Contrary to the popular belief, car drivers are not always to blame for car accidents. Some car crashes all across California occur due to defective auto parts.
But when can you file a product liability claim after a car crash that was caused by defective auto parts? We asked our California product liability lawyer from Licata & Yeremenko, A Professional Law Corporation to find out.
Any product can become defective. Cars, auto parts, and components are no exception. Manufacturers, distributors, retailers, and other parties in the chain of distribution can be held liable for any injuries, damages, and losses caused by a design defect, manufacturing defect, or failure to provide adequate warning of risks or instruction of proper use.
The Distressing Truth About Suing Auto Manufacturers In California
Let us be completely honest with you. If you or your loved one has been injured in a car crash caused by a defective auto part, recovering compensation will not be an easy or quick process. After all, you will most likely be up against multi-million or multi-billion-dollar auto manufacturers and their best product liability lawyers in California.
These corporations have millions of dollars to defend themselves against product liability claims and dispute your allegations. Therefore, if you want to recover compensation for medical expenses, loss of income, pain, and suffering, and other damages, it is important to be represented by an experienced product liability attorney in California.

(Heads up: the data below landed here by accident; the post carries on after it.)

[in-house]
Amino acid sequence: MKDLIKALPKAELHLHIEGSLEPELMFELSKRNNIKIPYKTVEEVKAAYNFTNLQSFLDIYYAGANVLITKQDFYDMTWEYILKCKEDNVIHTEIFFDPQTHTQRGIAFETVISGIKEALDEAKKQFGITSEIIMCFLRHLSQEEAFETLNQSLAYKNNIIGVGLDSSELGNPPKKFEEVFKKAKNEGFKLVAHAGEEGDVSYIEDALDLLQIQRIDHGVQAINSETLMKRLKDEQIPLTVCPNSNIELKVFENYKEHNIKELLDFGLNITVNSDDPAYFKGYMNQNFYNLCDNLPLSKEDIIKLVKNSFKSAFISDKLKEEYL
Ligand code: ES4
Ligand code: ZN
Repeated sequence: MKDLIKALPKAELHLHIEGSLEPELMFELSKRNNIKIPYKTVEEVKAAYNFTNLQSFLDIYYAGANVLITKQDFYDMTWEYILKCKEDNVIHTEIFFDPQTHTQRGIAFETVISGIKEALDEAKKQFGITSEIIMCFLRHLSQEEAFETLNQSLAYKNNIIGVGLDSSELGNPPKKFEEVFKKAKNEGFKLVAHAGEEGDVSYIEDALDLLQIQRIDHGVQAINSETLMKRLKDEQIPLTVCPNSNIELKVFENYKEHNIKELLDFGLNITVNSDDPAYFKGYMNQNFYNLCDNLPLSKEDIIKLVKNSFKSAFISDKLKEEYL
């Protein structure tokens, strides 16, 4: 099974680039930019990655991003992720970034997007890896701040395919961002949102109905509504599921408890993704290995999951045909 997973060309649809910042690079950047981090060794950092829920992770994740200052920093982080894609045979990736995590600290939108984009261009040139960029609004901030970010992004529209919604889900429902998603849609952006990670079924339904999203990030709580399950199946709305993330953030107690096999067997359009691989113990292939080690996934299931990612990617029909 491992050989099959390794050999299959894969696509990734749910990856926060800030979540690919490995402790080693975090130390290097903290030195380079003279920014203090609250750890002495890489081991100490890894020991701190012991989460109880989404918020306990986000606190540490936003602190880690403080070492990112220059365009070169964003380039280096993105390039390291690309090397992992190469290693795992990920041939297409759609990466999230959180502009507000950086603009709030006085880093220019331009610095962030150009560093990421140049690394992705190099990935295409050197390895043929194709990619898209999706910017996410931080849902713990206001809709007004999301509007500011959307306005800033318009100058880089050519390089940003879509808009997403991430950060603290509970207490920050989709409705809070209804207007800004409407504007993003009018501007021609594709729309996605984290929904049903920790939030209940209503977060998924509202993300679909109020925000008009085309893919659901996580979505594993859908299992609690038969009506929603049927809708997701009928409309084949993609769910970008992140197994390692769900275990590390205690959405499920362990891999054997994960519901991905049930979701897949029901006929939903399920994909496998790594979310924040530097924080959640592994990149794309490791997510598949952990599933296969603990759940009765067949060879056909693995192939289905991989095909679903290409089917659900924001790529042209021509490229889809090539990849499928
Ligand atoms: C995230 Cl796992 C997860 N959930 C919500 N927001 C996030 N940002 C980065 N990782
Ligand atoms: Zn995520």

Who Can Be Sued For A Car Crash Caused By Defective Auto Parts?
After a car accident that has been caused by a defective auto part, it is not immediately clear who can be held liable for your resulting damages. More often than not, you can sue several parties as part of your product liability claim:
- The manufacturer or designer of your car
- The manufacturer of faulty auto parts or components
- The retailer or distributor that provided the defective auto part
- The shipping company that transported the defective car or its auto parts
- Another motorist who contributed to the crash
- The mechanic who inadequately maintained or installed the defective part
- Other parties in the chain of distribution
What If The Defective Auto Part Contributed To The Crash Rather Than Caused It?
It does not matter whether the defective auto part caused or merely contributed to your car accident. You may still be able to sue the manufacturer or other liable parties because California follows the legal doctrine of pure comparative negligence, which makes it possible to allocate fault between multiple parties.
For example, let’s imagine that you got rear-ended by another vehicle while yielding the right of way to pedestrians at a traffic stop, but your airbag failed to deploy. Had the airbag not been defective, your injury would not be as bad as it is. Still, even if the airbag had not been defective, it would not prevent the rear-end accident.
Therefore, if you are represented by an experienced product liability lawyer in California, you may be able to sue both the at-fault driver who rear-ended you and the manufacturer of the defective airbag.